Chief prosecutor Sven-Erik Alhem maintains that no crime was committed. But he is keen to stress that he does not want to give demonstrators carte blanche to continue using similar imagery.
“On the contrary. These are signs with very stong symbolic value and must therefore be used with the utmost care.
“In general, use of the swastika often signifies contempt for Jews,” said Alhem.
While the freedom to demonstrate is a constitutional right in Sweden, it is limited by legal protections for certain particularly vulnerable groups.
But is there not a difference between demonstrators using the swastika to propagate an anti-Semitic message and using it to argue that the state of Israel and its military powers act like Nazi Germany? news agency TT asked the chief prosecutor..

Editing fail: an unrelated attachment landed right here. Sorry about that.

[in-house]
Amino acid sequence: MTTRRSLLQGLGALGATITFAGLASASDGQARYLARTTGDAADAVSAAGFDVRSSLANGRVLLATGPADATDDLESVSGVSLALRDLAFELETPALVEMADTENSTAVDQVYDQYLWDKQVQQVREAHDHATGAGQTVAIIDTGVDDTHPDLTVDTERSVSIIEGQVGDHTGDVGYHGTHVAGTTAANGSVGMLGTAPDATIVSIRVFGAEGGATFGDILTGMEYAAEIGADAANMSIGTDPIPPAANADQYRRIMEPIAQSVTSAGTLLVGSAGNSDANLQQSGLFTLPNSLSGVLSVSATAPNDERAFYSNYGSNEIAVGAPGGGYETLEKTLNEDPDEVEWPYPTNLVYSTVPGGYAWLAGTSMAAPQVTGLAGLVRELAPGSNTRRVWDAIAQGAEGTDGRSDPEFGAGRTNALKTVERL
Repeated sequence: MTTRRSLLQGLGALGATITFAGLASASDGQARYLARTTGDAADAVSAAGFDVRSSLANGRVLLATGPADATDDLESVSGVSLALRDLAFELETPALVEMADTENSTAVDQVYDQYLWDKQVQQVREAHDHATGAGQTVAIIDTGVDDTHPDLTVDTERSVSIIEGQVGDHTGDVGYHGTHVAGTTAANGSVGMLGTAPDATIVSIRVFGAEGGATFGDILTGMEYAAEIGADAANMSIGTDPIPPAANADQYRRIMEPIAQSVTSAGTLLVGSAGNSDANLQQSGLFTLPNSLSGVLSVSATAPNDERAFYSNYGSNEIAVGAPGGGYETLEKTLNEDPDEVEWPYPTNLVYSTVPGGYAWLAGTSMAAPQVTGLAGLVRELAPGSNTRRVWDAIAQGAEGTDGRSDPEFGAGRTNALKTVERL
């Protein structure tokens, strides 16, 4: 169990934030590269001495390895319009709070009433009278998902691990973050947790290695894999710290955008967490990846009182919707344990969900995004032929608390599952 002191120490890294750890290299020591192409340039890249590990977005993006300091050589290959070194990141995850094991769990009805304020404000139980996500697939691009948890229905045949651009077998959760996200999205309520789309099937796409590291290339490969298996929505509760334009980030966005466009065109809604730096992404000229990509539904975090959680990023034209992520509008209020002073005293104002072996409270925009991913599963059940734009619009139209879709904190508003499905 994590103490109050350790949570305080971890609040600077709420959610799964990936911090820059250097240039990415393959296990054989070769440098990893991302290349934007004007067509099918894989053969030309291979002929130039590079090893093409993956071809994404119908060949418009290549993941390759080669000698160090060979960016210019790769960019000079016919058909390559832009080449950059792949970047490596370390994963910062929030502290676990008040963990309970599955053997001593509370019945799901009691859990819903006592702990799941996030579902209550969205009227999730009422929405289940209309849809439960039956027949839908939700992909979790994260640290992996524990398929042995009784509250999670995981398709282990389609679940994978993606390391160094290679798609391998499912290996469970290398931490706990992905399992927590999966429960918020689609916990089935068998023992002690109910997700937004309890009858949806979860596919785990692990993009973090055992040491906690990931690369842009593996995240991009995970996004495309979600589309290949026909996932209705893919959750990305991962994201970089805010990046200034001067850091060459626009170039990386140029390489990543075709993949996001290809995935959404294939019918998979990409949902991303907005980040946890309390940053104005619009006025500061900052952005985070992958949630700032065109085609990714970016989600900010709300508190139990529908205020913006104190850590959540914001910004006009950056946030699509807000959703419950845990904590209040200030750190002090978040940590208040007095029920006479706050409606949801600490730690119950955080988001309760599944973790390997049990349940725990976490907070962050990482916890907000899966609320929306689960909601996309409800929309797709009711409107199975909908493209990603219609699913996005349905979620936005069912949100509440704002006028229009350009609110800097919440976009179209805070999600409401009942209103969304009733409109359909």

“Yes, absolutely. Drawing these boundaries is a very delicate matter,” said Alhem.
Context and intent must alway be taken into account when deciding whether to define an activity as a hate crime, he added. And Alhem does not think it was possible to justify such a classification in this instance.
The contentious banner was displayed at a demonstration opposing Israel’s military activities in Lebanon.